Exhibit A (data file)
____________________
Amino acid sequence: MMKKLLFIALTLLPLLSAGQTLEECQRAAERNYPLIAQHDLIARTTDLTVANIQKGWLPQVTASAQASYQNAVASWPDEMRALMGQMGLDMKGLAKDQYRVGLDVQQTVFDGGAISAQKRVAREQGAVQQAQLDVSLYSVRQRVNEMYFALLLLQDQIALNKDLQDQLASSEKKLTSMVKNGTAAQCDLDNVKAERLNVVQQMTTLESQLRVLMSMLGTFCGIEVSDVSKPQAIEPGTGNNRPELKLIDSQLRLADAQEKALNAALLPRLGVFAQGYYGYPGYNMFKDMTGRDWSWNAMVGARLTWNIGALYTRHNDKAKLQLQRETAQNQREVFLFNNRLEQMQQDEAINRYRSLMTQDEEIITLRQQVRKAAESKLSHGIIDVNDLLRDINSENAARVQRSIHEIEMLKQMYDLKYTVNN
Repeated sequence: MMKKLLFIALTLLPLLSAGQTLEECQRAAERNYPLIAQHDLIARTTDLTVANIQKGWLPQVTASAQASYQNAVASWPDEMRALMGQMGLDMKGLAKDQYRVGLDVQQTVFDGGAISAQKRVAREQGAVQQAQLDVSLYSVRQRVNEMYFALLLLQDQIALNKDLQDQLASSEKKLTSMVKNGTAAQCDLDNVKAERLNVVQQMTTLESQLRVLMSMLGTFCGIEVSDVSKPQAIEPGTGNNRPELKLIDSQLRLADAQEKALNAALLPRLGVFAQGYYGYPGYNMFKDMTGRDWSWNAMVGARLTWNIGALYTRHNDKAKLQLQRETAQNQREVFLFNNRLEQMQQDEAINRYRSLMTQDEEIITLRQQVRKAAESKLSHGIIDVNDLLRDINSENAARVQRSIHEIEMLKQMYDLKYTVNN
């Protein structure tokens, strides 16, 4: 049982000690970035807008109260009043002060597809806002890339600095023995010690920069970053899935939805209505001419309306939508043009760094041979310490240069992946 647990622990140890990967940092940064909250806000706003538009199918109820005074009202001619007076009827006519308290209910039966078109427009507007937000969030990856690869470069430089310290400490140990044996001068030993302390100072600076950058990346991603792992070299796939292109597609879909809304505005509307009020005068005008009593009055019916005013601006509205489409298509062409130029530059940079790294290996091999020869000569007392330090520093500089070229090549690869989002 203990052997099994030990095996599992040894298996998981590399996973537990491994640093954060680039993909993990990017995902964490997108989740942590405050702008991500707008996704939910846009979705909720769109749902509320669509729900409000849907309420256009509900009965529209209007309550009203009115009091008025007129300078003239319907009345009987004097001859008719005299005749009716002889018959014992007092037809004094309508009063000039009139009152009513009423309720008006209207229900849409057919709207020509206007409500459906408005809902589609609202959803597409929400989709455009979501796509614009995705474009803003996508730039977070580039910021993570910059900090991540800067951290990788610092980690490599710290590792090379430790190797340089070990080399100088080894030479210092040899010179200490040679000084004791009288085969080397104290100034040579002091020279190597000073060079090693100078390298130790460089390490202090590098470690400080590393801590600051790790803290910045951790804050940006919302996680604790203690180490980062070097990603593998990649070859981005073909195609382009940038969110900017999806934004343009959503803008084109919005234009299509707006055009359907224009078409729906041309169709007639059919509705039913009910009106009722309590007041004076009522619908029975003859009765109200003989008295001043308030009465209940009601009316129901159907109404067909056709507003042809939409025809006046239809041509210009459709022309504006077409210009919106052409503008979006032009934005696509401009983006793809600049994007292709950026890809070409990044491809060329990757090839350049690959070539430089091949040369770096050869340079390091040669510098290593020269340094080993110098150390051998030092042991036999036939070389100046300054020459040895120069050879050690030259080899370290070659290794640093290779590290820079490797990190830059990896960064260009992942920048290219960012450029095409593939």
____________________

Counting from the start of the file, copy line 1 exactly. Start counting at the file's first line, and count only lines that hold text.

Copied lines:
Amino acid sequence: MMKKLLFIALTLLPLLSAGQTLEECQRAAERNYPLIAQHDLIARTTDLTVANIQKGWLPQVTASAQASYQNAVASWPDEMRALMGQMGLDMKGLAKDQYRVGLDVQQTVFDGGAISAQKRVAREQGAVQQAQLDVSLYSVRQRVNEMYFALLLLQDQIALNKDLQDQLASSEKKLTSMVKNGTAAQCDLDNVKAERLNVVQQMTTLESQLRVLMSMLGTFCGIEVSDVSKPQAIEPGTGNNRPELKLIDSQLRLADAQEKALNAALLPRLGVFAQGYYGYPGYNMFKDMTGRDWSWNAMVGARLTWNIGALYTRHNDKAKLQLQRETAQNQREVFLFNNRLEQMQQDEAINRYRSLMTQDEEIITLRQQVRKAAESKLSHGIIDVNDLLRDINSENAARVQRSIHEIEMLKQMYDLKYTVNN